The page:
Astigmatism is a condition by which the lens or cornea is more oval-shaped than round. This causes problems with how the eye bends light rays, and thus it blurs or distorts vision.
Unlike farsightedness or nearsightedness, astigmatism affects how the eyes focus at all distances. However, many people can have astigmatism combined with farsightedness or nearsightedness.
Astigmatism can cause blurry or distorted vision, headaches, the need to squint to see clearly, and trouble seeing at night.
Many patients ask, “Can you wear contacts with astigmatism?” The answer is yes. Though eye doctors used to prescribe glasses for astigmatism, new contact lenses offer great treatment options.
Laser eye surgery is also an option to correct irregularly shaped lenses and corneas.
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Do You Need Glasses or Contacts for Astigmatism?
Though an estimated one-third of Americans have astigmatism, it is often so mild that it doesn’t interfere with vision. Through a comprehensive eye exam, your eye doctor can tell whether you have astigmatism and how severe it is.
Then, your eye doctor can talk about your treatment options. Whether you choose glasses or contacts for astigmatism depends on your personal preference.
Compared to contacts, glasses are easy to put on and keep in place, but they are not ideal for sports. Contacts also have the benefit of providing a larger field of vision for people with astigmatism.
Best Contact Lenses for Astigmatism
Various types of specialized contacts treat astigmatism, including both soft and hard contact lenses, as well as nighttime lenses. However, soft contact lenses may not work for people with more severe astigmatism.
Soft toric contact lenses
Soft toric contact lenses have a special shape that counters astigmatism. To ensure they don’t rotate and stay properly positioned, these lenses get weighted at the bottom.
Soft toric contact lenses come in different types. Because of their different materials, some last much longer than others.
Depending on your preference, you may choose lenses that you replace, daily, weekly, biweekly, or even weekly. For example, those who prefer to wear contacts only sporadically (and glasses routinely) might choose daily lenses.
Hard contact lenses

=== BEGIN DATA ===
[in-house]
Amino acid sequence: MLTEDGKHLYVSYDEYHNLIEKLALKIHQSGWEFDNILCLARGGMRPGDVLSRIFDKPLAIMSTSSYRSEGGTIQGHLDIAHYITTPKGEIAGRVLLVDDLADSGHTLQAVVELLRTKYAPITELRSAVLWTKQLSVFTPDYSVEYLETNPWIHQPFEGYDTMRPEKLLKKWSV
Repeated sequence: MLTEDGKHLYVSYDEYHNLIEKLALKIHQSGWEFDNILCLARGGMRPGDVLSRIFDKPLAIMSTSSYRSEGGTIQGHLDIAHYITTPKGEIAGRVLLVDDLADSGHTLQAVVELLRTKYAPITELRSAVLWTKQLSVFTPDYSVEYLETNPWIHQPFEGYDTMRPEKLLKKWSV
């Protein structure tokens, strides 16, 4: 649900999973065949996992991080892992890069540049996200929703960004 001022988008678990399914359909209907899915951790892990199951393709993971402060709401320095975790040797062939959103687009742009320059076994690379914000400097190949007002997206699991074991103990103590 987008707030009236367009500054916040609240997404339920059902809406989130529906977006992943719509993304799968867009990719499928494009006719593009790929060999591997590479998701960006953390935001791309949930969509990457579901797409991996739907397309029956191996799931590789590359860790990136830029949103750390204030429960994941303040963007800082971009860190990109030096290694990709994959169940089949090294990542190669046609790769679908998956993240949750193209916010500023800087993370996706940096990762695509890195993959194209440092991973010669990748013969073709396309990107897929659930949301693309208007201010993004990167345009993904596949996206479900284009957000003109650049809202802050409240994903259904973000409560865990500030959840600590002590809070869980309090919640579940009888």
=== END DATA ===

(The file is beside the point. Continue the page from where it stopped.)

Rigid contact lenses maintain their spherical shape, which corrects the oval shape of the cornea or lens in the case of astigmatism. Because these lenses are “gas permeable,” oxygen can still flow into the eye.
Though they are less comfortable, rigid contact lenses work better than soft lenses for severe astigmatism. The benefit is that technicians custom-shape these lenses to each individual eye. If your astigmatism is coming from your lens, the power of the contact can be altered to correct for this in most cases.
Overnight contact lenses
Ortho-K lenses are rigid contact lenses that people wear at night to reshape the cornea. Then, they remove the lenses in the morning. This treatment works for moderate astigmatism.
Over time, the therapy improves the shape of the eye. Sometimes, the treatment can permanently fix astigmatism. Usually, however, people continue to need the therapy, just not as often.
Though ortho-k lenses can be a safer alternative to surgery, infection is more common with these types of lenses than other alternatives. Children who may not clean the lenses properly are more at risk of infection than adults.
American Academy of Ophthalmology. What Is Astigmatism? Symptoms, Causes, Diagnosis, Treatment. Link
American Academy of Ophthalmology. What Is Orthokeratology? Link
American Optometric Association. Astigmatism. Link
Dr. Susan Vitale et al. Prevalence of Refractive Error in the United States, 1999-2004. Archives of Ophthalmology. Link
About Eye Center
The UPMC Eye Center is a national leader in the treatment of eye diseases and disorders. We seek to improve and restore your vision to help your quality of life, diagnosing and treating a wide range of conditions in both children and adults. Our treatments include both surgical and nonsurgical options. We also offer routine eye screenings and have full-scale optical shops. Find an eye expert close to you.